This documentation covers technical issues affecting your pages on Google Search. For instance, how to implement structured data that can affect the appearance of your page on Search, or technical details on how to get your AMP pages to appear in Google Search with features that are specific to Google Search.
These documents focus on the technical "how". For documentation about "why" you might want to implement various features, or a broader view of how Google Search works, please visit the Search Console help center, which provides guides, overviews, and more general information for site owners, SEOs, and content providers.
These guides cover the following topics:
|Structured data||Use structured data to help Google understand the content of your site and enable special Search result features for your pages.|
|AMP||Learn how to get the most out of AMP in Google Search. Implement AMP-specific search features to enable carousels; manage your AMP pages in the Google AMP cache; enable Google Analytics for your AMP pages.|
|Mobile Friendly Design||Learn how to enhance your Google Search experience on mobile devices.|
An organized search experience
As users' devices and context evolve beyond the desktop into the world of mobile devices and everyday tasks, Google Search is also evolving by providing rich search results that support users beyond the desktop: from making a reservation, to calling your business’s customer service number, to selecting the perfect chocolate cake recipe while at the grocery store. Through the Google App, we deliver information to users even before they query, helping them to re- engage with your content in moments that matter.
Google Search also delivers structured search experiences that respond to different user search intents—or types of queries. These responses range from lists of results for list-seeking queries to clustered facts for specific entity queries. For example, a list query for “chicken recipes” provides results that facilitate scanning and refinement, whereas an entity query for a movie like “Interstellar” can result in content grouped around that entity to encourage deeper exploration, such as showing critic review snippets from various sites.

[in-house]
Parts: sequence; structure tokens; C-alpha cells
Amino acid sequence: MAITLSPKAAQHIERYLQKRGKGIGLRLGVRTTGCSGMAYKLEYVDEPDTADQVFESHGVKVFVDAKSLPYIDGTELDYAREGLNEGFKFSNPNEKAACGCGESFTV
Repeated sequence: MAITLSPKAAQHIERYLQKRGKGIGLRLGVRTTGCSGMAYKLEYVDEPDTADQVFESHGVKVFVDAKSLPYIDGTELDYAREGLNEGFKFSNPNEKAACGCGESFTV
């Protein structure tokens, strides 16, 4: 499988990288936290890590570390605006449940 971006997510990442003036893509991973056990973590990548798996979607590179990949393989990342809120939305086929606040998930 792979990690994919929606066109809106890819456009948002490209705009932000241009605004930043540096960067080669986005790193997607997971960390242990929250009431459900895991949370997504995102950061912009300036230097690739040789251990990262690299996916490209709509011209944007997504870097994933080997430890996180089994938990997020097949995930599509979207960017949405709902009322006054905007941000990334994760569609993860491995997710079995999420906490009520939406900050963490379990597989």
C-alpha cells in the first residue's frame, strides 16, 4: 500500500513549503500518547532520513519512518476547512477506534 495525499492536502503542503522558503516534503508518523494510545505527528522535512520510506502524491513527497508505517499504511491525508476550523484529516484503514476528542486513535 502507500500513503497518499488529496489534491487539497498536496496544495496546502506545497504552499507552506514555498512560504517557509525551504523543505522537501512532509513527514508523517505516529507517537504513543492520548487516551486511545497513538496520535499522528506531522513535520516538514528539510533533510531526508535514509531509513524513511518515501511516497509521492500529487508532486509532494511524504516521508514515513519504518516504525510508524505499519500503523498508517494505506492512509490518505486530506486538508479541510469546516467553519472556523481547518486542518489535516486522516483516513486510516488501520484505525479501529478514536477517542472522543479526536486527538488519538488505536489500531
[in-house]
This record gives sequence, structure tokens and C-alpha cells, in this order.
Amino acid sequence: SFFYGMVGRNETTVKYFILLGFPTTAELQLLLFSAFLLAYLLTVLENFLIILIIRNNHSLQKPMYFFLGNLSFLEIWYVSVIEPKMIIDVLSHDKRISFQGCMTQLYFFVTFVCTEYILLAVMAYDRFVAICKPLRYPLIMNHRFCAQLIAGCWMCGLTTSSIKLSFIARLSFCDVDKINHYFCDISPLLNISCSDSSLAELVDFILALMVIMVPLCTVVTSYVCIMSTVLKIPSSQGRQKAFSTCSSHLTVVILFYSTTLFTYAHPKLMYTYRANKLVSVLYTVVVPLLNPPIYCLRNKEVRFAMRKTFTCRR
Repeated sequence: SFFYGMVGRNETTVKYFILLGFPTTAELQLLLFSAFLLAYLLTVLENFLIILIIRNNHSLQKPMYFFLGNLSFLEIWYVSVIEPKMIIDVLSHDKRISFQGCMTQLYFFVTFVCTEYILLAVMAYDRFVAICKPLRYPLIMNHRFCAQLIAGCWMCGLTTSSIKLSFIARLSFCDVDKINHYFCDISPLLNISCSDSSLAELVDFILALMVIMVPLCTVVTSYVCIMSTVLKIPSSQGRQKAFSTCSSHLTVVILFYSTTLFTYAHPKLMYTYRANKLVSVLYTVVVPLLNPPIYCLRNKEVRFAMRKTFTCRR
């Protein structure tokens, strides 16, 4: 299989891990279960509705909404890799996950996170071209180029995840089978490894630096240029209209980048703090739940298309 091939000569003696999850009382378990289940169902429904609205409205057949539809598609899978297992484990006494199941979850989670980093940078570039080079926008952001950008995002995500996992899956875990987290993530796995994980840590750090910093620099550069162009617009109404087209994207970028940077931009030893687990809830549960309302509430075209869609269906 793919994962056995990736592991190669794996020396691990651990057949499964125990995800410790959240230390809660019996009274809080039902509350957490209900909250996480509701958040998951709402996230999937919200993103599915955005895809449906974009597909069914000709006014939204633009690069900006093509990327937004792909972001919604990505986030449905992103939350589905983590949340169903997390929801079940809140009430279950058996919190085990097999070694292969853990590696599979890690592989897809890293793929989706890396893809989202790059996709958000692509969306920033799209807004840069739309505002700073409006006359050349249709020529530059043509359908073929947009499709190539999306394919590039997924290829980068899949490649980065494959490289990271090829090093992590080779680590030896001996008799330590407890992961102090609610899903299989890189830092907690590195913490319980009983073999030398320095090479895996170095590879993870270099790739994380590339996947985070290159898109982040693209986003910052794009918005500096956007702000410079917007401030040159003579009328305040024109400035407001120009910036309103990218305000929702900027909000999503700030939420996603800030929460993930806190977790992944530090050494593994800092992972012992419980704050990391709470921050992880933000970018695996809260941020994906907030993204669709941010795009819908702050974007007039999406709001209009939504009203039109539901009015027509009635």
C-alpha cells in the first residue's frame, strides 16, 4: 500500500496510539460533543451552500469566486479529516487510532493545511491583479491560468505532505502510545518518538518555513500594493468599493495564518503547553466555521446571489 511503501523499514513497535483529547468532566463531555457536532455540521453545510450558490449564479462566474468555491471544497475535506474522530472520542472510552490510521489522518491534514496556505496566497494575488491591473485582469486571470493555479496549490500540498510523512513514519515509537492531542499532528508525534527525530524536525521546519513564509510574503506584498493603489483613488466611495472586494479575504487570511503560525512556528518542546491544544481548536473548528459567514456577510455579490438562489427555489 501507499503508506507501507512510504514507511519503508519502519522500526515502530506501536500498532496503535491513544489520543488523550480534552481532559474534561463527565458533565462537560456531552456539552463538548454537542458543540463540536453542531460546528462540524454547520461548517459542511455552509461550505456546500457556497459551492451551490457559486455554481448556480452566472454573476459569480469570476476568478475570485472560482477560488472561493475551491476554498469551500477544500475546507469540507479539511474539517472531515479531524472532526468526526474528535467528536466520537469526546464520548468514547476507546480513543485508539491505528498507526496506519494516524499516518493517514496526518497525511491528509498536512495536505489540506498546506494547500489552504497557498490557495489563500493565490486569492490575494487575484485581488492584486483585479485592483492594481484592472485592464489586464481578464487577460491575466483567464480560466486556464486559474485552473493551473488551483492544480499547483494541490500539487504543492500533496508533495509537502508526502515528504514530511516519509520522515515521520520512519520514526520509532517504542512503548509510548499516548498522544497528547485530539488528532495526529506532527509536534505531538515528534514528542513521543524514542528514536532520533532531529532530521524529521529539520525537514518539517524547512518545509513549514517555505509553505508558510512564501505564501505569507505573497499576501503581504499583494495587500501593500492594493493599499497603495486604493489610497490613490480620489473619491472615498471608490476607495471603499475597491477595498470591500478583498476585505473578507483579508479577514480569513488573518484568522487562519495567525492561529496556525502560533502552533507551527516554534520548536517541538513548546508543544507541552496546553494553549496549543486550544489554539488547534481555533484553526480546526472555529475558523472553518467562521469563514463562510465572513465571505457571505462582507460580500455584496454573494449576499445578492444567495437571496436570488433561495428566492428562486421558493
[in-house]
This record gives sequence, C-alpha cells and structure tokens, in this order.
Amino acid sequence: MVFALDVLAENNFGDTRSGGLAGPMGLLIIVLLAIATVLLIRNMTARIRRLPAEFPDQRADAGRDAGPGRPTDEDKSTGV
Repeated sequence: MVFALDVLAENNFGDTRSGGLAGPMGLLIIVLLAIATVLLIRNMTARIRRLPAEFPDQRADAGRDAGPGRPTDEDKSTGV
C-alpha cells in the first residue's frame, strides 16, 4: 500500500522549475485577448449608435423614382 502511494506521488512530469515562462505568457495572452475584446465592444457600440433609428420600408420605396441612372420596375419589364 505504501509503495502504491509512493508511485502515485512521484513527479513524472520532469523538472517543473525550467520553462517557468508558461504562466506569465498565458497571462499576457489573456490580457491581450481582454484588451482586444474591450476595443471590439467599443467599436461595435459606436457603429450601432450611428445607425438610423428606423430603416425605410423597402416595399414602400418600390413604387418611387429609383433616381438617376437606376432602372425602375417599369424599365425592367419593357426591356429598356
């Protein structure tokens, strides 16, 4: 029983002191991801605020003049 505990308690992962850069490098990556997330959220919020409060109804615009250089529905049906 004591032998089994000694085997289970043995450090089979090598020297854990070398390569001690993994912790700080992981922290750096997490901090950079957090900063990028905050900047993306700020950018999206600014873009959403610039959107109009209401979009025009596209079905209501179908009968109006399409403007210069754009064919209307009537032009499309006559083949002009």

The latest visual interface for all these experiences is a rich result (previously known as a rich card), which is a layout for a single item or a list of items that that can deliver enhanced search results in a way that renders well across multiple devices and screen sizes.
How does search present rich results?
The Search process begins when Google systems crawl the web from link to link. Site owners control access to their content, which includes text and images, and Google sorts all the information in the Index and serves it up to users, using algorithms to improve the experience with features like autocomplete and contextual based signals.
In order to optimize your content appearance in the evolving Search experiences, it helps to understand your relationship with three key touchpoints in the Search flow.
1. Your metadata
Metadata is data that describes other data. This means details about the services and types of content you offer to Search users. Google obtains metadata from you in one or both of the following ways: directly from the markup you provide in your content, or by establishing you as an entity authority. Google uses content metadata and relevant authority data to power features in rich results and in Knowledge Graph cards.